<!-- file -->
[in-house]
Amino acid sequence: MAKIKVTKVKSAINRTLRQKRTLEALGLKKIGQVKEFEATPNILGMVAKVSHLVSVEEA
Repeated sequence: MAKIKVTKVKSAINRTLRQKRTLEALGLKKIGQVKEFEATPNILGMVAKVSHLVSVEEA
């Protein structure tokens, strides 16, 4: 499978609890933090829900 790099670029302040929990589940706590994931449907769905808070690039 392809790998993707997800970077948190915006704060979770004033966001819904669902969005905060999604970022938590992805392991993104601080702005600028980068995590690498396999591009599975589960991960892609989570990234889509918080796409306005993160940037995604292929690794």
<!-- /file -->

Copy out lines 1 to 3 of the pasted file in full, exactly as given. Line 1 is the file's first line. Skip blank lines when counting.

[in-house]
Amino acid sequence: MAKIKVTKVKSAINRTLRQKRTLEALGLKKIGQVKEFEATPNILGMVAKVSHLVSVEEA
Repeated sequence: MAKIKVTKVKSAINRTLRQKRTLEALGLKKIGQVKEFEATPNILGMVAKVSHLVSVEEA